So, it’s better for the environment and scientifically proven to taste like meat, but the question remains, does it satiate a desire for the taste of meat enough to bring down a whole industry? During my first encounter with the impossible burger, I was so convinced of its resemblance to meat that I immediately spat it out and returned to the cashier counter, pointing out I had asked for the vegetarian option. Admittedly, I am a pescatarian, so I’m likely one of the more gullible taste testers. However, in a blind test conducted, more than 40% of participants preferred the Impossible Burger to the cow-based option. The company works daily to create new iterations of its product to improve flavor profiles and textures. With a bit more tinkering, they could capture even more of the meat market.
In light of the current COVID-19 pandemic, the meat industry has taken some hits operationally and economically. Because of the close-quartered working environment leading to many infected workers, Tyson and other meatpacking companies paused operations. As a result, there have been meat shortages and rising prices around the country. On April 28th President Trump issued an executive order with the hope of encouraging meat processing plants to stay open, despite mounting cases from these facilities causing meat production to slow.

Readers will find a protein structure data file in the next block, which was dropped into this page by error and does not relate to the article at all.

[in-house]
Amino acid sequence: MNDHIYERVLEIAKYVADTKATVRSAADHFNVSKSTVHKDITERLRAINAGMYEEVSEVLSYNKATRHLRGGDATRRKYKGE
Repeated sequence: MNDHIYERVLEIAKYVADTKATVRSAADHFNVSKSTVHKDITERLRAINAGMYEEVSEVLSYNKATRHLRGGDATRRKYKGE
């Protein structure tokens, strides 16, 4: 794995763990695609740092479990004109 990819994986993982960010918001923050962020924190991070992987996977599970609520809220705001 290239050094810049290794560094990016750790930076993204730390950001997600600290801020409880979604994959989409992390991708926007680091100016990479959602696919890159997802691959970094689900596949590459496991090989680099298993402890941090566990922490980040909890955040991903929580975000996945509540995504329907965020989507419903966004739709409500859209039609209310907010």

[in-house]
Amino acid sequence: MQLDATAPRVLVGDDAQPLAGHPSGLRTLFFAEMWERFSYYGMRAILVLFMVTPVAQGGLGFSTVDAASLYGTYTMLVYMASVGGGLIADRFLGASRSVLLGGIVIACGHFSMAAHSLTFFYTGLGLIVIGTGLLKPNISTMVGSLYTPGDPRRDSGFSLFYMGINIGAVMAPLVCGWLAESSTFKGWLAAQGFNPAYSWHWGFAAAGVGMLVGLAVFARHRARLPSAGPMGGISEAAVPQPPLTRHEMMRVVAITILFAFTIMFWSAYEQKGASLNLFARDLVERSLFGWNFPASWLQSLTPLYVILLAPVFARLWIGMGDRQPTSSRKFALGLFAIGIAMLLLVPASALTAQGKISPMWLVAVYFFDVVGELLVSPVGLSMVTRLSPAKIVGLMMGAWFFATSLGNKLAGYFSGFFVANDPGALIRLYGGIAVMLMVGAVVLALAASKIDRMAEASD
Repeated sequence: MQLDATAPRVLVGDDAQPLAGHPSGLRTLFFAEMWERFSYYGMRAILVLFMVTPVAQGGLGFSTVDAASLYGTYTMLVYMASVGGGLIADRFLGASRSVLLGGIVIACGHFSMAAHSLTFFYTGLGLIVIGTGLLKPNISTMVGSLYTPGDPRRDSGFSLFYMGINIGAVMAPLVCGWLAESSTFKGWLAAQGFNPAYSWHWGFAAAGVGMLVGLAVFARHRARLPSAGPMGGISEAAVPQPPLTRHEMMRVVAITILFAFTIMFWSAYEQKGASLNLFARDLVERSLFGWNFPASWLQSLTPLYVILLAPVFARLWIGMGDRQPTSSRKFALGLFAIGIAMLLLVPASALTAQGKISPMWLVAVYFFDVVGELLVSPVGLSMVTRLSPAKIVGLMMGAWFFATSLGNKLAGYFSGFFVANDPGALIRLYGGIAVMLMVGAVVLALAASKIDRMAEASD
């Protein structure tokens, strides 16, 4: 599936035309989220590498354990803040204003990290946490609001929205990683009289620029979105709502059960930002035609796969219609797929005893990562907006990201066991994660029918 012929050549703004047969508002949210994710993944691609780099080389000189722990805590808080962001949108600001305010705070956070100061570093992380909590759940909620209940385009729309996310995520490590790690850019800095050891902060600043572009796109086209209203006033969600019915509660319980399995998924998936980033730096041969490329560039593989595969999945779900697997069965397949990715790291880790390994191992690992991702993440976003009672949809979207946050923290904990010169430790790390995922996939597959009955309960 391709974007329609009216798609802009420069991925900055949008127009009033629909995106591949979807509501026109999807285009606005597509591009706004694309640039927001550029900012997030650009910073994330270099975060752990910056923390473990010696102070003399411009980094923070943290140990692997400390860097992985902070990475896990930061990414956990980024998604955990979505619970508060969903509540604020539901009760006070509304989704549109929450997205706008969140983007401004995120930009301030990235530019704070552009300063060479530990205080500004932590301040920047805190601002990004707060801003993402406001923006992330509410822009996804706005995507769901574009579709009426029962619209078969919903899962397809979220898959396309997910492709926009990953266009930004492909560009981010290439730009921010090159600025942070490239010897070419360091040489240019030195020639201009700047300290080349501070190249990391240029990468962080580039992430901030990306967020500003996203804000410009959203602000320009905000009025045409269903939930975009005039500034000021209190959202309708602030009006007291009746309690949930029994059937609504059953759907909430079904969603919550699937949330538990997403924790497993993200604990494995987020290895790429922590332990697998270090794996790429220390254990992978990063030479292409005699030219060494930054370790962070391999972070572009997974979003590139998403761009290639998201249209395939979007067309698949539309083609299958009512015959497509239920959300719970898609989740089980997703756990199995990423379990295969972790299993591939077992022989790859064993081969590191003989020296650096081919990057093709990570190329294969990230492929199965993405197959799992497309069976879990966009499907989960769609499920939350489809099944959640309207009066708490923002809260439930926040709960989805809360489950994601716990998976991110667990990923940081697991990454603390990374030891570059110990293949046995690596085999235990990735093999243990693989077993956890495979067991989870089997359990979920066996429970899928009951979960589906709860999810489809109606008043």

Impossible has also had their fair share of challenges navigating the pandemic, although they just might come out the other side a stronger business. On the production side, they have had an easier time implementing safety measures than their meat factory counterparts because their employees are operating equipment in a less densely populated environment rather than crowded areas requiring hard manual labor. When the epidemic began, most of Impossible’s commercial focus was selling to restaurants; they took the time to support restaurants and help them sell their products. Recently, they have shifted their attention to launching their direct-to-consumer market available for purchase through their website as well as expanding their retail presence from 50 grocery stores primarily in New York and California to 5,000 stores and counting nationwide.
“Because of the disruption in the animal-based supply chain, I think a lot of customers that are highly habituated to sleepwalking into the grocery store and grabbing ground beef from the meat counter, suddenly have an incentive because of the supply issues to wake up and look elsewhere,” said Dr. Brown. “So, I think it’s going to have a long-term boosting effect on our business.”
Impossible is making strides towards achieving their goal of becoming part of the global protein supply. In anticipation of future growth, their research and development sector is working to diversify their protein toolkit to use other forms of protein besides soy, such as protein found in leaves to address concerns of monocropping and further push sustainability efforts. The company is putting the motions in gear to bring products to scale to make their product more affordable and accessible to customers. The team is also exploring new meat alternatives like ImpossibleTM sausage, which is now available at Burger King and Starbucks. With innovation and an appetite for sustainable change, the seemingly impossible is possible.